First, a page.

Every year, my Sunday school class has a New Year's Eve party. It's a typical, suburban get-together. All the kids play upstairs while the grown-ups eat sausage balls and watch football.
This year the host contacted everyone days beforehand and made a request: "Email or text me an unbelievable factoid about yourself that no one else knows."
When we arrived at the party, the host handed out sheets of paper listing the fun facts, along with 22 names of people in our group. The object of the game was to match names and strange facts.
Some of my favorites were:
* I swallowed a screwdriver in kindergarten."
* A family member gave me a goat as a birthday present when I was 12."
* I have an inflamed uvula and have considered having it removed."
I quickly found a spot on the couch and went to work on my name-matching game sheet, confident of victory.
Our church group follows a roundtable discussion format. In the 10 years my wife and I have been attending, we have heard the life stories of almost everyone in the room -- including their views on politics, their philosophies on child-rearing, their family histories, everything.
Most weeks we chat about current events. Liberal and conservative ideas collide, and yet we exchange handshakes and pats on the back at the end of the hour.
After a few years, you think you know everything about everybody. I figured that by deductive reasoning, I could match at least half of names with the correct fun facts in our New Year's Eve game.
Wrong. I got only two right: mine and my wife's. The winner got about one-third correct.
Even among people we consider close friends, we only scratch the surface of shared experiences. Still, exchanging ideas and emotions with people you know and trust -- even on volatile topics such as politics and religion -- is a basic human need.
I had the Sunday school New Year's Eve party on my mind this week as I read the reaction on the Times Free Press website to the announcement that the newspaper has discontinued reader comments on news stories. The new policy is to limit online comments, which are mostly anonymous and often acrimonious, to opinion pieces such as personal columns and editorials.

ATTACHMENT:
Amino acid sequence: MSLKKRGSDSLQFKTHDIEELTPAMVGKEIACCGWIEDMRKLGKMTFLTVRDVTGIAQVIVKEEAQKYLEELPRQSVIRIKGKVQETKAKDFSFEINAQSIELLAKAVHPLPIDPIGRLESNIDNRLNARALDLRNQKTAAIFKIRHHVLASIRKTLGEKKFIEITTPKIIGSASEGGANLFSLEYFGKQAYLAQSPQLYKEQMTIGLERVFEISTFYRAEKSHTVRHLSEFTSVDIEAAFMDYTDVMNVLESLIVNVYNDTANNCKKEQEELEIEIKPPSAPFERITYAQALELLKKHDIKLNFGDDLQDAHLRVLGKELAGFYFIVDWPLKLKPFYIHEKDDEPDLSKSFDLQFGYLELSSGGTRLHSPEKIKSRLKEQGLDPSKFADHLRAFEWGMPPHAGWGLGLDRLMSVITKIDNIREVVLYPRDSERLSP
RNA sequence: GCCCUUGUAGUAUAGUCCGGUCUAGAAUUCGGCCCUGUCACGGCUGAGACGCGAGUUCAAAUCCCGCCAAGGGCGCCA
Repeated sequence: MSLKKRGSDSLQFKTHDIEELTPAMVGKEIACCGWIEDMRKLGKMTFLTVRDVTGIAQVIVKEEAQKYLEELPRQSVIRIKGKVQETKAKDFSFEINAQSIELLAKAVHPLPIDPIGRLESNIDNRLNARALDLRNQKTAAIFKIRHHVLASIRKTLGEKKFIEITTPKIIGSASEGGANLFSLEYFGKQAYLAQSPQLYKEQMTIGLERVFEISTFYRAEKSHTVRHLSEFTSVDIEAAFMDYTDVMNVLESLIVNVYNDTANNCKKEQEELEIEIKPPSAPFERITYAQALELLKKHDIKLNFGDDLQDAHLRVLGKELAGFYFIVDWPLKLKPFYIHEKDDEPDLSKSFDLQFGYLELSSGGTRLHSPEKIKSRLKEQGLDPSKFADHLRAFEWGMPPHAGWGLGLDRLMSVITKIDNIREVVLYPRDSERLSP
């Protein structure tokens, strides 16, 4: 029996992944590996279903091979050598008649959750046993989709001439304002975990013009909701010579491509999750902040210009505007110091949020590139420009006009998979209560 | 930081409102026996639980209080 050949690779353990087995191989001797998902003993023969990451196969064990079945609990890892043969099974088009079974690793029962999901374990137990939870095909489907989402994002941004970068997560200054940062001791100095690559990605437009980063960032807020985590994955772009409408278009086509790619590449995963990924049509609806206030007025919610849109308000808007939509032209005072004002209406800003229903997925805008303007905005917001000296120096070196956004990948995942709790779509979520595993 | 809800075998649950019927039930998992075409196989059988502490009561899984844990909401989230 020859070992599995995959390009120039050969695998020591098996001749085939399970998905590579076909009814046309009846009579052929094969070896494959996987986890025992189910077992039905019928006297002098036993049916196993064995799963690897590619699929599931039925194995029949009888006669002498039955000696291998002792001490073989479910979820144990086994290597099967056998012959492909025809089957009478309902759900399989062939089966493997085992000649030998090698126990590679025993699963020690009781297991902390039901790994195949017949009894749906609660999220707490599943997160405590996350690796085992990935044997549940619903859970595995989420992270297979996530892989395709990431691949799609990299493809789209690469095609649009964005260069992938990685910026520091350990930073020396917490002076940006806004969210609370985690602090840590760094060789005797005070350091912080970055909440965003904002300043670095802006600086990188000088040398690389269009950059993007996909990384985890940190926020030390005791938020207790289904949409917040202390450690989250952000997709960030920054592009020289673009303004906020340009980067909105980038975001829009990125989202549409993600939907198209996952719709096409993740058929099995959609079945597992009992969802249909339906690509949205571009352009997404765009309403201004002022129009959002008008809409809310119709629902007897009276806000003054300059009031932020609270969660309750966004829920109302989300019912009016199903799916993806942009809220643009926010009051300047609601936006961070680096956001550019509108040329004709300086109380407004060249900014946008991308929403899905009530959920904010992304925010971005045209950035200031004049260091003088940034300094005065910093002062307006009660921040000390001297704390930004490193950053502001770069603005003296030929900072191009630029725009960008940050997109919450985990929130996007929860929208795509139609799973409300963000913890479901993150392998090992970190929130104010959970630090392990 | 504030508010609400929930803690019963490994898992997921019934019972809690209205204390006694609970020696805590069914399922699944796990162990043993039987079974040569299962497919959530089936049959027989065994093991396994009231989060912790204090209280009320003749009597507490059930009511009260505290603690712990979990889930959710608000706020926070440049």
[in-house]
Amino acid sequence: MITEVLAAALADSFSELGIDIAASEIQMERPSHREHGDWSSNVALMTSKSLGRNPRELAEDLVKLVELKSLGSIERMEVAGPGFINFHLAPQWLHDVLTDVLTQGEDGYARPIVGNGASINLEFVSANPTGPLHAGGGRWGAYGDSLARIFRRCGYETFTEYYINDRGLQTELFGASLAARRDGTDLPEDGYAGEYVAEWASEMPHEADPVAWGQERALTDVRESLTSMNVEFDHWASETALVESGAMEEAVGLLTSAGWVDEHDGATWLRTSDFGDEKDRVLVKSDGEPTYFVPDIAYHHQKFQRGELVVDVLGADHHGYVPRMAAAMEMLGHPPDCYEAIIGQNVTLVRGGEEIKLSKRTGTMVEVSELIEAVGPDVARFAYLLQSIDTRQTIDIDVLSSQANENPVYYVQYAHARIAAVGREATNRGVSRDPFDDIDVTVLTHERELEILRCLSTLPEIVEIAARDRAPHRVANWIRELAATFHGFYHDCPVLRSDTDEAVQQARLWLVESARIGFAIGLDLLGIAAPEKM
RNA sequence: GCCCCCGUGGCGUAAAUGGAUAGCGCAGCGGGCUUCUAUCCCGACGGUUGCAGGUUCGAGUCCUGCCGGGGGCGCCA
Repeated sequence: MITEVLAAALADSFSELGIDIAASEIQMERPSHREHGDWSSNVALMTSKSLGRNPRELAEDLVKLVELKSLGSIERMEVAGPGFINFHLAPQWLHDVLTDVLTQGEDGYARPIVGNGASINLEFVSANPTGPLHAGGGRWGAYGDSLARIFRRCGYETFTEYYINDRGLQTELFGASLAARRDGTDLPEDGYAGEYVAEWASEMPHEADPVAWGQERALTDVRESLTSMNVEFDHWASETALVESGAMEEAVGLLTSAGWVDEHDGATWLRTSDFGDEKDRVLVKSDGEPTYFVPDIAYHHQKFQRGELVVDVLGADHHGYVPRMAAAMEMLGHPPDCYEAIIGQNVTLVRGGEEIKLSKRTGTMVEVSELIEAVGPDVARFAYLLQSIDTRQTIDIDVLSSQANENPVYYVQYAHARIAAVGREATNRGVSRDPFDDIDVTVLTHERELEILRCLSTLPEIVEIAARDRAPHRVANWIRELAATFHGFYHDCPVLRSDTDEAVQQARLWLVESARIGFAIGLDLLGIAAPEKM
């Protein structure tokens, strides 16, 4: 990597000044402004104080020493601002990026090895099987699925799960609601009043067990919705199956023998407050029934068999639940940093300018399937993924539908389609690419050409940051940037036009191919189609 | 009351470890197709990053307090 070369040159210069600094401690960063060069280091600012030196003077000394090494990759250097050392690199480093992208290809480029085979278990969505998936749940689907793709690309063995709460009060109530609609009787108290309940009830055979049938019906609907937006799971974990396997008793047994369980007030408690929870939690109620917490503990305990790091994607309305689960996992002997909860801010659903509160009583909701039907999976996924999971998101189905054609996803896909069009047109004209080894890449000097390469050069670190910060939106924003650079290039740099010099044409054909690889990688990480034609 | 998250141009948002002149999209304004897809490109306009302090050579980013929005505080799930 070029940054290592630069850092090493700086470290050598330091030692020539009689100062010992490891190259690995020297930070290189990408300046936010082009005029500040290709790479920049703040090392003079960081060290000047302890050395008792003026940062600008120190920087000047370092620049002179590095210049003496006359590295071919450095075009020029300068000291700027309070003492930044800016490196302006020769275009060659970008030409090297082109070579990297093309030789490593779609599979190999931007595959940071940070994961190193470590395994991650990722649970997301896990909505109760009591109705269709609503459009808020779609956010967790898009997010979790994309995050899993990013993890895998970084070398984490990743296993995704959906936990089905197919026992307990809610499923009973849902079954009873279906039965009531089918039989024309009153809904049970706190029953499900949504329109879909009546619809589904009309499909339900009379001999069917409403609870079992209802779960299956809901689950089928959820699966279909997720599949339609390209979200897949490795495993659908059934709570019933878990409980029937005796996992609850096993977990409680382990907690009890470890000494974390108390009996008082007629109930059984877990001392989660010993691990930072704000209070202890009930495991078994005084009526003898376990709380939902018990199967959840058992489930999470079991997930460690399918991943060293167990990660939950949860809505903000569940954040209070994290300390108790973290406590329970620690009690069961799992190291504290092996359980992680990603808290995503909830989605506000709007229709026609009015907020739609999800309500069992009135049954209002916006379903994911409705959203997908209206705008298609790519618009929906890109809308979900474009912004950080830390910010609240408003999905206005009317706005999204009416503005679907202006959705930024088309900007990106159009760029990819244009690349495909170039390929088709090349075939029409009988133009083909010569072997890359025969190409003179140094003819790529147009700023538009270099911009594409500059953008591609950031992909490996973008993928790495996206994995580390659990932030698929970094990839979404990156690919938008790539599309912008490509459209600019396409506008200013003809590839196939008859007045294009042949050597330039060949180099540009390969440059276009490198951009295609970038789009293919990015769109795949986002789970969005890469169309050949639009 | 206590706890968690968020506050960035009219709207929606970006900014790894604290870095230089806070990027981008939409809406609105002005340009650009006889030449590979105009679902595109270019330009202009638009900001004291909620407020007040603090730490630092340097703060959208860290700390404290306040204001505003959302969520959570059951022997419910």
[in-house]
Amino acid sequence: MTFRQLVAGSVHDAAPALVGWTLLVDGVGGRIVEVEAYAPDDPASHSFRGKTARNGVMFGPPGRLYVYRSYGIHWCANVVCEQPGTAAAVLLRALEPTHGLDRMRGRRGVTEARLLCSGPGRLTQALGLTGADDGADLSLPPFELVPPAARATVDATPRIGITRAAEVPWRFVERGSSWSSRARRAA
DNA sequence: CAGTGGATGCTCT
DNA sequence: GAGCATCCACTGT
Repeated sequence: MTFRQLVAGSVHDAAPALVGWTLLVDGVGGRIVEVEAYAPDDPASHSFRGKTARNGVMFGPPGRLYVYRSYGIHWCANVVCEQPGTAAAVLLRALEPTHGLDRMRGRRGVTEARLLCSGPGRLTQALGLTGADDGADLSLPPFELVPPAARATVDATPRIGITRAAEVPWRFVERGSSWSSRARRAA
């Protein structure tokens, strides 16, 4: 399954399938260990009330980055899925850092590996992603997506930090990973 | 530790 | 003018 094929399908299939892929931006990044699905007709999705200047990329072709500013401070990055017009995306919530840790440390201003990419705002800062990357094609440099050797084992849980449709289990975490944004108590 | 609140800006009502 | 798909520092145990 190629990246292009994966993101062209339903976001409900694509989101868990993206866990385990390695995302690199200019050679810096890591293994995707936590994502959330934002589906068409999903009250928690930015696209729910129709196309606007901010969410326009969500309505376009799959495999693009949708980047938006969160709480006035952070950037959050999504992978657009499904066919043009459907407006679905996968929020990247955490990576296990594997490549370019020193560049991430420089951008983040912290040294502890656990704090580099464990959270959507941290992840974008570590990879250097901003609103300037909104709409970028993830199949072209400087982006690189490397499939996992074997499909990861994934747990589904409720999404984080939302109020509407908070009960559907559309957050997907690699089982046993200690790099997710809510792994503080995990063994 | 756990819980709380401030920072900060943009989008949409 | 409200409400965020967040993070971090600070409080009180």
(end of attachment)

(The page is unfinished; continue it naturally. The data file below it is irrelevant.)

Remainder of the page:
As I read the reader comments below the new policy announcement, 134 at last count, I realized that another roundtable discussion group was disbanding, or at least relocating.
In the end, it was like the stroke of midnight at a masquerade party; but instead of taking off their masks, everyone just shuffled toward the exits, with parting comments that were peppered with melancholy, resignation and/or defiance.
Alison Gerber, the newspaper's managing editor, noted in a column announcing the change that "too often the online conversations descend into poisonous exchanges that are cruel, rage-filled and racist."
Almost all the readers posting comments go by screen names such as nucanuck, wyldmon, pizzaguy, rolando, crow1033, sage1. Many of them are thoughtful and full of insights. Some have keen debating skills and razor-sharp wits. And to be fair, they played by the rules they were given.
Still, when you combine anonymity with free speech, things can go sour. Or as one reader pointed out last week: "Comments are often made (online) that would not be made face to face because of anonymity."
Let me be a rebel in my own shop and suggest that the newspaper sets a bad example by carrying on a worn-out tradition of unsigned editorials. To think that a modern newspaper speaks with some "Wizard of Oz" voice on matters of public policy is just silly.
Still, my fear is that anonymous online communities, such as newspaper comment threads, are becoming substitutes for traditional American forums such as Sunday school classes, civic organizations, book clubs, VFW halls and barbershops. Even on Facebook, you generally know who you're talking to.
Maybe I'm old school, but I believe the price of free speech has been paid for with American blood, and we honor that privilege by owning our opinions.
Eyes up, chest out, handshake extended.
Contact Mark Kennedy at firstname.lastname@example.org or 423-757-6645. Follow him on Facebook at www.facebook.com/MarkKennedyTFP or on Twitter @TFPCOLUMNIST.
Mark Kennedy is the editor of the Times Free Press opinion pages and writes the Sunday “Life Stories” column. He also writes a Saturday automotive column, “Test Drive,” for the Business section. For 13 years, Kennedy was features editor of the newspaper, and before that he was the newspaper’s first Sunday editor. The Times Free Press Life section won the state press award for Best Community Lifestyles four times during his tenure. Before Chattanooga’s newspapers ...